For larger or more persistent targets, rights holders should consider following an administrative enforcement action with a parallel civil or criminal suit, depending on the violation. This is particularly true if the rights holder seeks damages, which cannot be awarded through administrative enforcement proceedings. Consultation with local counsel will be helpful here, as they often have a stronger grasp of the local political state of play and likely effectiveness of a particular course of action.

Government bodies involved in administrative and criminal IP enforcement include:

  • the administrations for industry and commerce (AICs) (China’s primary market supervision, regulation and enforcement officers);
  • the quality technical and supervision bureaux (product quality and labelling law enforcers);
  • the public security bureaux (PSBs) and public prosecutors (procuratorates) (investigation and prosecution of criminal activities, respectively);
  • the General Administration of Customs (supervision of imports and exports of goods in China);
  • the Copyright Protection Centre of China (oversight and administration of copyright registrations);
  • the State Intellectual Property Office (SIPO) (patent examination and enforcement); and
  • the Trademark Office (TMO) (responsible for trademark examination and oppositions). A related body, the Trademark Review and Adjudication Board, oversees trademark rejection appeals, invalidation applications and appeals of other TMO decisions.

Border measures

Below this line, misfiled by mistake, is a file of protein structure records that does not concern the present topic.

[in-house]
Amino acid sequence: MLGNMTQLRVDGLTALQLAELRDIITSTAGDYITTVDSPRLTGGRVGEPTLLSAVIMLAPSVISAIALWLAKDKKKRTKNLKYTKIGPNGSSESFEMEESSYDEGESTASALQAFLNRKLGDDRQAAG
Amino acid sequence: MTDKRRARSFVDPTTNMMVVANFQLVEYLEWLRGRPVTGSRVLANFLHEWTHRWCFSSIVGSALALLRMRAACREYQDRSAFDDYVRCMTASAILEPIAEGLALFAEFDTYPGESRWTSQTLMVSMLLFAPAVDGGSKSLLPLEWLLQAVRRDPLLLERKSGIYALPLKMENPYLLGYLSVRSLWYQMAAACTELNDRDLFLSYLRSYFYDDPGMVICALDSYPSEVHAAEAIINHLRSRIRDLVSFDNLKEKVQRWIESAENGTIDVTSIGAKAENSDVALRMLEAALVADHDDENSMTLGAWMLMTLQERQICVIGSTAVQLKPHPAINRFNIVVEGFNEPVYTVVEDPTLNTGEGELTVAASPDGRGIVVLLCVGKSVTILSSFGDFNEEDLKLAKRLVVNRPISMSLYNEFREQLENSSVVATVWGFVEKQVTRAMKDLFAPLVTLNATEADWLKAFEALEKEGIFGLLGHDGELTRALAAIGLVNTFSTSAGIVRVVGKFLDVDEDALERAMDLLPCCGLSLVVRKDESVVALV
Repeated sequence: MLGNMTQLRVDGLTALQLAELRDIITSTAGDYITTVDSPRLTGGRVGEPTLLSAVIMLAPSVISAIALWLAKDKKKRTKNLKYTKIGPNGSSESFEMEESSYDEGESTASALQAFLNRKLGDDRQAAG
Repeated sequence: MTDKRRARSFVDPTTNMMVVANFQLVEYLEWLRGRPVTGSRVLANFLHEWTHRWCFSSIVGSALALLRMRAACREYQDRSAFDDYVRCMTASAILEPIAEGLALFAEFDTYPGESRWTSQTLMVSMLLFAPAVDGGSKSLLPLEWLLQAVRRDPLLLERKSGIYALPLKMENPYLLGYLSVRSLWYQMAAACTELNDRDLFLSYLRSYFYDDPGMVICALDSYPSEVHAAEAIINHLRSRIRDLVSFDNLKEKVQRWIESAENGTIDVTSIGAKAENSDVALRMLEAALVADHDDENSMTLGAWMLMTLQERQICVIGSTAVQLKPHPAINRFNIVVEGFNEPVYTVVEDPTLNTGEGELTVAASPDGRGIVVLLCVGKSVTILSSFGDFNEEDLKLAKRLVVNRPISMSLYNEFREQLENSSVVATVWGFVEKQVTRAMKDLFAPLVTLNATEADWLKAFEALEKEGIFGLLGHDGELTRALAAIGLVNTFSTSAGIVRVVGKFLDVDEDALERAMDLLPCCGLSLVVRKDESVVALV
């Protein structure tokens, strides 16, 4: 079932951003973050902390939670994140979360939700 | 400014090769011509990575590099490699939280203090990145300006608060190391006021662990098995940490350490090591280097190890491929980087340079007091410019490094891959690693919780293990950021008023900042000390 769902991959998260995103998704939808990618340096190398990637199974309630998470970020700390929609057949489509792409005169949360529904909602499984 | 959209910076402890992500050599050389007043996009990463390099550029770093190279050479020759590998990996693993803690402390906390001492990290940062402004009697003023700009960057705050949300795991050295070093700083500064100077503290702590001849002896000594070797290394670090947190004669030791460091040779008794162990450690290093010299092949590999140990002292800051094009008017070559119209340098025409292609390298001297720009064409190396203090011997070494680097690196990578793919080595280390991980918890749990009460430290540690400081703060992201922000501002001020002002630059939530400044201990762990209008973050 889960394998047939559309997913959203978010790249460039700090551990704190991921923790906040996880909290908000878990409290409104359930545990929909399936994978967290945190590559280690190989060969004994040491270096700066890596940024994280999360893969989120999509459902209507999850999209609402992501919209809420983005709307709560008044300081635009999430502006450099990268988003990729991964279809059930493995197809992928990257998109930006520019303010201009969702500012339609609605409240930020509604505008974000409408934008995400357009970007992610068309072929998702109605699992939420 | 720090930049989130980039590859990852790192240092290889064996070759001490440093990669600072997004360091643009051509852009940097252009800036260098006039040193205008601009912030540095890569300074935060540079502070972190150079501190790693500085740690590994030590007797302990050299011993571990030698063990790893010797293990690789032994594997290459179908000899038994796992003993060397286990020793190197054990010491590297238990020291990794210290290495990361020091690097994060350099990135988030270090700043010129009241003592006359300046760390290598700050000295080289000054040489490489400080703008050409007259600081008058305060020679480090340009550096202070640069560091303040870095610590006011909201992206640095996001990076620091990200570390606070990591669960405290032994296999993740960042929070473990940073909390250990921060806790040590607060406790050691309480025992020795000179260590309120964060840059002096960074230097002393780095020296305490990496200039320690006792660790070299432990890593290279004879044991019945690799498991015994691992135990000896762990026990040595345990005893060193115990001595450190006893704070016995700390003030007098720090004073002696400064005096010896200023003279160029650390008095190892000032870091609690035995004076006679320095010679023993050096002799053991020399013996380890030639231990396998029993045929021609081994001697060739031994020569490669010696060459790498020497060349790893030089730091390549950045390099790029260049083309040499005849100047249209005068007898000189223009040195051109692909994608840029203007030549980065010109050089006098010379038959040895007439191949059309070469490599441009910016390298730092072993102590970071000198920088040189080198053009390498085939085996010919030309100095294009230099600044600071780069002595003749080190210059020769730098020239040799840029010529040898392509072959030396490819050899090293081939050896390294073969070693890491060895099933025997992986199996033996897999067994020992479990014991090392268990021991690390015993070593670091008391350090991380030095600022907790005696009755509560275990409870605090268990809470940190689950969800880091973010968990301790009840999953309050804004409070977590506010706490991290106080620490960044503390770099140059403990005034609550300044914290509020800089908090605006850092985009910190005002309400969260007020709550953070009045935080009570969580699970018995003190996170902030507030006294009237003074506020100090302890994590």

Chinese Customs has established an IP recordal system to facilitate the enforcement of IP rights at the border. While not technically mandatory, as a practical matter, recordal of IP rights with Chinese Customs is critical to obtain its assistance.

Customs recordal is available exclusively online and covers:

  • trademarks registered in China;
  • patents (including designs, inventions and utility models) issued by SIPO; and
  • any copyrightable subject matter, provided that the work is deemed protected in China.

Once recorded, a rights holder may apply to Customs to seize potentially infringing goods or Customs may seize potentially infringing goods on its own initiative.

If customs officials detect suspected infringing goods, they will detain these and ask the rights holder to confirm whether the goods are fake. Verification must be given within three working days of receipt of notice (sometimes less, depending on the customs office). If the rights holder confirms that the shipment is authorised, Customs will release the goods. However, if the rights holder confirms that the shipment is counterfeit, Customs will seize the goods subject to the rights holder’s payment of a bond.

Customs will conduct only limited investigations into the circumstances behind most infringements. However, if the quantity of goods is high or if the infringer is a repeat offender, it may carry out more in-depth inquiries, sometimes in cooperation with the local PSB. For more serious cases, the entire file may be transferred to the PSB for formal investigation and, hopefully, prosecution.

The likelihood of customs seizures may be increased by providing regular training for customs officials in key ports. Customs is considered a model enforcement agency and investment in training normally pays direct dividends in terms of increased seizures.

Customs recordals can be completed online for Rmb800 per recordal (around $115) and are valid for up to 10 years, provided that the underlying IP rights do not expire during that time.

Criminal prosecution